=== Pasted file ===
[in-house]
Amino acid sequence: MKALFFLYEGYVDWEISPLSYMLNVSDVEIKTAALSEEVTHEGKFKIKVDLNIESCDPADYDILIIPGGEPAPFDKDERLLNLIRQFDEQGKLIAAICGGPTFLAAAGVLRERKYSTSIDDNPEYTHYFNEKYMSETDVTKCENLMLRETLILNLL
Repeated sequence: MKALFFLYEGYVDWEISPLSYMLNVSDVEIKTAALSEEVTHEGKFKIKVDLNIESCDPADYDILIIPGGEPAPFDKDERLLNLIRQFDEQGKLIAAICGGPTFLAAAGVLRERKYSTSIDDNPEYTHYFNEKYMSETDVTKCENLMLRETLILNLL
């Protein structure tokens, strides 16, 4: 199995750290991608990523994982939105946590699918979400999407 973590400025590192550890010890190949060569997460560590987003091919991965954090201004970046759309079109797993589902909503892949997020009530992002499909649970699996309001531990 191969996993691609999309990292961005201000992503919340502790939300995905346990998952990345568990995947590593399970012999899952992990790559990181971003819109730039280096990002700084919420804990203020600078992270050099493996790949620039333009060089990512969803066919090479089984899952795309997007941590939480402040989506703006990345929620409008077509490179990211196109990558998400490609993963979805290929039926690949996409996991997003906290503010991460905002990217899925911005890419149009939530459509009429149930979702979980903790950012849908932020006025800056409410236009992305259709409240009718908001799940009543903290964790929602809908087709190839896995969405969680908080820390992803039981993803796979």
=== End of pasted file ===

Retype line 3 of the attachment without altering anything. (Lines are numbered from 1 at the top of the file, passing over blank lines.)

Repeated sequence: MKALFFLYEGYVDWEISPLSYMLNVSDVEIKTAALSEEVTHEGKFKIKVDLNIESCDPADYDILIIPGGEPAPFDKDERLLNLIRQFDEQGKLIAAICGGPTFLAAAGVLRERKYSTSIDDNPEYTHYFNEKYMSETDVTKCENLMLRETLILNLL